I have read from a few sources that cylindrical waves propagate leaving a wake behind, differently from spherical and planar waves, which would propagate sharply, ‘cleanly’.
One example is this question and its comments. One reads:
“The wave equation may allow any shape wave front, but Huygens principle does not hold for any shape wave front. For example cylindrical waves do not propagate 'cleanly' without a wake whereas spherical waves and plane waves do.”
Another example is this article I found, although it is a little complex for my understanding and I may be missing something. It reads:
“By way of contrast, the cylindrically spreading pressure pulse depends on time t and the propagation delay, r/c, individually, which means that it does not retain the shape of the source signature as it propagates. Instead, after the propagation delay at time t = r/c, the pulse exhibits an extended tail, or wake, which decays to zero asymptotically as 1/t2.”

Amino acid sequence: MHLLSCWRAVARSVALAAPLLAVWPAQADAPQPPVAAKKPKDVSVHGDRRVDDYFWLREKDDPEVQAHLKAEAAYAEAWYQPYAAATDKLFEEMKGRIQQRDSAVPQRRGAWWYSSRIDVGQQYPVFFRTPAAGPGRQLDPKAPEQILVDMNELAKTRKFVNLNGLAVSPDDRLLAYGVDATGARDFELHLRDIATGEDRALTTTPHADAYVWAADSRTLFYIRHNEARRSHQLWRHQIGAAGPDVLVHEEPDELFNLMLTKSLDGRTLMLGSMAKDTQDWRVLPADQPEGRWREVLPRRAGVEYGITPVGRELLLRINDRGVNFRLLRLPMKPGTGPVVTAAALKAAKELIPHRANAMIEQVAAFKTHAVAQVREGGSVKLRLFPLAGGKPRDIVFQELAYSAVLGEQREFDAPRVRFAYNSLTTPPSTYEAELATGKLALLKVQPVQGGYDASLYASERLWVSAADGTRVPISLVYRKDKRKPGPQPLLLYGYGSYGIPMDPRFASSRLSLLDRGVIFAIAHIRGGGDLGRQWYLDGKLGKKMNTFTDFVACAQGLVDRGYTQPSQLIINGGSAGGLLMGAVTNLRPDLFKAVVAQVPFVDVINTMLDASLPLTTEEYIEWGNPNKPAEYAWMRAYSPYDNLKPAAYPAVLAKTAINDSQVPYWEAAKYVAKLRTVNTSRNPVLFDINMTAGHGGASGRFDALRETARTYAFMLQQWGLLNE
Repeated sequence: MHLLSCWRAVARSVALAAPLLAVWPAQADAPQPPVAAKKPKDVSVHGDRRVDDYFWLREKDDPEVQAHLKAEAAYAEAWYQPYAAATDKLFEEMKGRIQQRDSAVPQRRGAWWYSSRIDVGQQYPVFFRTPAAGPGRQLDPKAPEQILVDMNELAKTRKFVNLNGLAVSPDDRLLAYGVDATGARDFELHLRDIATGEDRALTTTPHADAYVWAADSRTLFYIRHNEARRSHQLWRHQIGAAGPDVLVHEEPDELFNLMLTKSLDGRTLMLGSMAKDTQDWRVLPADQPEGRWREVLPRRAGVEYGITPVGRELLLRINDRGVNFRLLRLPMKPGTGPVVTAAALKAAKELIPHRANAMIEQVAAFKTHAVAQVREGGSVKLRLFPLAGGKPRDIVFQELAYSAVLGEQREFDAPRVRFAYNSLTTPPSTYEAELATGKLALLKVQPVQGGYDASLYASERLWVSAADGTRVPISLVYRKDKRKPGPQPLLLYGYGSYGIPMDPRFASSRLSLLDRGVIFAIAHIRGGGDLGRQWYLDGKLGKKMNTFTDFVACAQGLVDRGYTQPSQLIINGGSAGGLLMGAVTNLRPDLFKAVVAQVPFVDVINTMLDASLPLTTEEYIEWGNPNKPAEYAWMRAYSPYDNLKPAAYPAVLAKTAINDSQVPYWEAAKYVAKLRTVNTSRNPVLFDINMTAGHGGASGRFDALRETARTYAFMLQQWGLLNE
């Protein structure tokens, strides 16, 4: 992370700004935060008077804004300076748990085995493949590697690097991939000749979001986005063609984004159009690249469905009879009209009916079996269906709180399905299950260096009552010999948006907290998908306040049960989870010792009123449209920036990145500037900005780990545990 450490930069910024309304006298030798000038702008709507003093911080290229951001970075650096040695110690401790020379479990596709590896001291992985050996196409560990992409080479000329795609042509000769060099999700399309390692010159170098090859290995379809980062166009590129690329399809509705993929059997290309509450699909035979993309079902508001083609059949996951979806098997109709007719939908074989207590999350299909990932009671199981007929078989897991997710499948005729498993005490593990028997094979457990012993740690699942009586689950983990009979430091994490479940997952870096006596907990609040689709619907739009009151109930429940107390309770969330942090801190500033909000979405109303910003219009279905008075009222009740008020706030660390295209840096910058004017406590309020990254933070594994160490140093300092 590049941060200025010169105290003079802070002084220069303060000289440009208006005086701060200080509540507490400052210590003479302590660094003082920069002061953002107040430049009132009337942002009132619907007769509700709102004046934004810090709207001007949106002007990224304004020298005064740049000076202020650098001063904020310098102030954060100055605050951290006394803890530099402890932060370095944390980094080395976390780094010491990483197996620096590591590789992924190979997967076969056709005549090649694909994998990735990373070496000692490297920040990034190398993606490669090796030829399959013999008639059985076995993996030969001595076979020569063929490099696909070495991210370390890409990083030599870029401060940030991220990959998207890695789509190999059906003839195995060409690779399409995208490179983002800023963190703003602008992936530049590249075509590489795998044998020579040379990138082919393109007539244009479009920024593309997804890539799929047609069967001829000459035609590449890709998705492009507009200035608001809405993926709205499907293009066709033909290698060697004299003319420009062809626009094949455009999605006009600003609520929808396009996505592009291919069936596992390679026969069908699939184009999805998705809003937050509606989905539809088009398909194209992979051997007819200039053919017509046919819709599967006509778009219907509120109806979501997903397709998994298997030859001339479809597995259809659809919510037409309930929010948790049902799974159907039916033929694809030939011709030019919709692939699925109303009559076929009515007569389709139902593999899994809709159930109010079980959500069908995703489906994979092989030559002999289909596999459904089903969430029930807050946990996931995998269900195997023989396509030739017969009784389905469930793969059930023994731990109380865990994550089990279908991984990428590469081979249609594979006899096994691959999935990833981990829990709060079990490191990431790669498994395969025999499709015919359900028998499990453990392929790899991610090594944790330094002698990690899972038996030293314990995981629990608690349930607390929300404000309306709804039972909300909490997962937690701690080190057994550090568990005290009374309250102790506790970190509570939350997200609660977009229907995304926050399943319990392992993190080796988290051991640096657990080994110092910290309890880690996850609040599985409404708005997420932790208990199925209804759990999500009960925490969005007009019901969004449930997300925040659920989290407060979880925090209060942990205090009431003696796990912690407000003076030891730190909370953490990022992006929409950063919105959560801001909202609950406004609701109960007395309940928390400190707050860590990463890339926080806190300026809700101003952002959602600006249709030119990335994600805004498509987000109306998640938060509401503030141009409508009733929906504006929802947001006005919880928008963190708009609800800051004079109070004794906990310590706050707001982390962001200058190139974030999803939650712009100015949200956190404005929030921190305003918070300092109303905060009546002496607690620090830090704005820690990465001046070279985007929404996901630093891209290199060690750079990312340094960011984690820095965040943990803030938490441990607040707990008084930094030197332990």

Considering they’re all 3-dimensional waves, I find it odd that cylindrically shaped waves would propagate differently from spherical or planar waves. What explains this? Are those comments accurate? Also, do they say the same thing or I’m misunderstanding?
I don’t understand complex math, so any simple answer would be appreciated. Thanks.